Youre kidding right? There have been a number of posts on the Maher movie. Ask yourself, if you ran a poll of people attending that movie on who they support, how would that come out? Remember Amanda Marcotte and Melissa McEwan - Edwards famous anti-Cathlic bigots - go read their blogs today. Go look at moveons site. The Huffington Post.Sean,On the other hand, McCain has supporters in the American Nazi Party and the KKK. And if Obama loses by a narrow margin, it could very well be that racists who might otherwise have voted Democratic could not bring themselves to vote for a black man. But the fact is, it is unfair to judge either Obama or McCain by the fringe groups who support him or by the most unsavory of his supporters. I am unable to predict the future. All I can say is that Obama has on several occasions made it clear that he supports a stricter interpretations of "life and health of the mother" when it comes to permitting late-term abortions. He has said he would define mental health strictly as a clinical mental disorder, not as "mental distress" or "feeling blue."

What kind of an economy will we have in one or two generations when we have aborted 30% of societys productive members?Sean,This is an extraordinarily weak argument against abortion. You are worried about its impact on the economy? Is abortion hurting the economies of China or India? Would you be in favor of abortion if it was good for the economy? Why should anyone care about the pain or suffering accross the sea when a mother can destroy her child up to the moment of birth?One might turn it around and say why should anyone care about the unborn when millions of children all over the world die from hunger each year? I don't think you can make a case against abortion based on the amount of suffering inflicted on the unborn. A child who starves to death experiences suffering and is aware that it is suffering. You can make a moral case against abortion by claiming life begins at conception and an abortion is the unjust taking of a human life. But I am much more moved by the suffering of the poor and starving of the world than I am by the suffering of aborted babies (if indeed there is any). And I don't think the issue of suffering even comes up when discussing embryonic stem-cell research.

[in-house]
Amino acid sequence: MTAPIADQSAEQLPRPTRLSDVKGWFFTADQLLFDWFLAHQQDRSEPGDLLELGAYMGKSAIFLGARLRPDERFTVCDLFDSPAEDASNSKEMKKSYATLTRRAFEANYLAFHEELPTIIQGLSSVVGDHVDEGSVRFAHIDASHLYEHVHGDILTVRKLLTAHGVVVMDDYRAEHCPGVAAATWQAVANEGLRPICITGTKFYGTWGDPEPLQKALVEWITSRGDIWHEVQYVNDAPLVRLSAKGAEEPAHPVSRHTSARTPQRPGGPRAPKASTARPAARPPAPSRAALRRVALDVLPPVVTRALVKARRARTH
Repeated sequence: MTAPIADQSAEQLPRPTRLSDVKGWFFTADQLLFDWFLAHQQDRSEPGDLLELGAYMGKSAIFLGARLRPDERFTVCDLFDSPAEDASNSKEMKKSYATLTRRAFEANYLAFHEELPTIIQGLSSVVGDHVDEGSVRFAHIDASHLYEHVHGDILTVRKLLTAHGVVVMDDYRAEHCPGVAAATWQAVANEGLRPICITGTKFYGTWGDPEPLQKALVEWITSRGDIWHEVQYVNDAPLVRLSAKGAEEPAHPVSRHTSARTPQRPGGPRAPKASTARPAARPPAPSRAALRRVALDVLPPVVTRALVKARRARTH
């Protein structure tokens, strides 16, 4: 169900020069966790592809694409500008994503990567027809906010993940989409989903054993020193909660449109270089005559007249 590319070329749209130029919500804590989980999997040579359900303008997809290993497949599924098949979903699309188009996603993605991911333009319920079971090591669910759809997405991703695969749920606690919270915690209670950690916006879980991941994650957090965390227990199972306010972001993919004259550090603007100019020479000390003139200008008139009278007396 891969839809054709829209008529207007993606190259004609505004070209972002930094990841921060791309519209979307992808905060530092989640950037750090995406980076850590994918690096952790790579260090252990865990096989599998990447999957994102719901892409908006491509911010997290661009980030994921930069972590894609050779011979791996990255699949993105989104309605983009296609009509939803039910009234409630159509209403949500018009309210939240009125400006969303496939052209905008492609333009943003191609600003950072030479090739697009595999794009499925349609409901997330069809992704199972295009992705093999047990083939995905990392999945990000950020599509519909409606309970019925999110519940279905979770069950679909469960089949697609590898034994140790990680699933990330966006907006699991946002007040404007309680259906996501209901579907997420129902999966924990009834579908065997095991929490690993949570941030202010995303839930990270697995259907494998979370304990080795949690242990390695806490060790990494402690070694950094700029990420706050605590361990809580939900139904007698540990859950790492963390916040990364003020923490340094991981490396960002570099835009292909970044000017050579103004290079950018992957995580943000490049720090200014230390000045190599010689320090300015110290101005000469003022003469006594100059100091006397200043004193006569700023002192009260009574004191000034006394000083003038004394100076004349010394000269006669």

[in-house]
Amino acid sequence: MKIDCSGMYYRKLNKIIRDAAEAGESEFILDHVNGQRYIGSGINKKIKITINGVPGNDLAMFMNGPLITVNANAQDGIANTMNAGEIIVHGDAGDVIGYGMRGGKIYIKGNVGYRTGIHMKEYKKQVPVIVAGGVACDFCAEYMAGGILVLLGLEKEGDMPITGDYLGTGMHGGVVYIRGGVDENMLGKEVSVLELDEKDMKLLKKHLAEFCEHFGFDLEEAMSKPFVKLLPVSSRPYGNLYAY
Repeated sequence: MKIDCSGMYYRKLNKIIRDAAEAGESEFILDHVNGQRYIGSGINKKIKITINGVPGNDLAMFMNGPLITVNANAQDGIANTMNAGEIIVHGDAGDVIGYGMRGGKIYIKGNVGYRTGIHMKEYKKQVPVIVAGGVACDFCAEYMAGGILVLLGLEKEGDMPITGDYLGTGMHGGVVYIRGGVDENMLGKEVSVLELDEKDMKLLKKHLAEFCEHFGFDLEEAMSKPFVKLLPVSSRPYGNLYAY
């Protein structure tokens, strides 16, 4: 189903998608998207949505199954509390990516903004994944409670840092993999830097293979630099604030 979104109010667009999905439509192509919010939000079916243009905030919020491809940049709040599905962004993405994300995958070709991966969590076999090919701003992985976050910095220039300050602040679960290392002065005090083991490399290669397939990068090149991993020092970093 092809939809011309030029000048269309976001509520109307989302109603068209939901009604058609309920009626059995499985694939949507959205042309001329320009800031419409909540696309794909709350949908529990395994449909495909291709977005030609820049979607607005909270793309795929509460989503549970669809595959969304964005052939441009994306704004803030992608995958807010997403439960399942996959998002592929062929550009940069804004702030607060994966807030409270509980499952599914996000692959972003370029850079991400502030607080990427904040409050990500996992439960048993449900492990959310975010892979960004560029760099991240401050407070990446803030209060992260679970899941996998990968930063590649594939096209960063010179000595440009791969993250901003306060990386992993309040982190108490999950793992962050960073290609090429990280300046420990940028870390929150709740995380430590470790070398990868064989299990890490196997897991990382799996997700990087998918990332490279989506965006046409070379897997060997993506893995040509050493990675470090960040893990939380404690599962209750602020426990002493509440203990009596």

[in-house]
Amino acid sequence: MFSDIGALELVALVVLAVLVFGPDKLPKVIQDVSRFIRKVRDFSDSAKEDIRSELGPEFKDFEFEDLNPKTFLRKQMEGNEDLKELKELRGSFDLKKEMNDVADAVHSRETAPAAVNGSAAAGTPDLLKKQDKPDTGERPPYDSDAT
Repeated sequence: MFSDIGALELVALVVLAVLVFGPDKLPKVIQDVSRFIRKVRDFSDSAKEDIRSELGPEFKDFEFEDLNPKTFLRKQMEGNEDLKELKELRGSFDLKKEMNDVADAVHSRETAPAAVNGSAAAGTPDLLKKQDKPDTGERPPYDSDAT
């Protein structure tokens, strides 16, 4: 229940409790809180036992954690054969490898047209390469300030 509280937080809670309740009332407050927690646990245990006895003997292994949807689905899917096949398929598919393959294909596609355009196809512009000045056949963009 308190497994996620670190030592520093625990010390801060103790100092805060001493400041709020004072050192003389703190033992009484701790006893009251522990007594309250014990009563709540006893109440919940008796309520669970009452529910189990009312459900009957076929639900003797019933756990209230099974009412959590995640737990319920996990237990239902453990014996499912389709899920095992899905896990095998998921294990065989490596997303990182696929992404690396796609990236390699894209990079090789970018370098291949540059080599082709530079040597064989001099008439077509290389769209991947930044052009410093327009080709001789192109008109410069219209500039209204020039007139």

David Nickol said: "But the fact is, it is unfair to judge either Obama or McCain by the fringe groups who support him or by the most unsavory of his supporters."You really think the examples Sean gave of moveon.org or the Huffington Post represent "fringe groups"? Just today the Huffington Post has a posting from the Junior Senator from Vermont and Robert F. Kennedy, Jr.. And I believe MoveOn PAC has an annual operating budget near $100 million. Now, I don't read those sites often enough to have an opinion if they are hostile to religious people, etc., but they don't seem "fringe" to me in the way I imagine the American Nazi Party and the KKK are.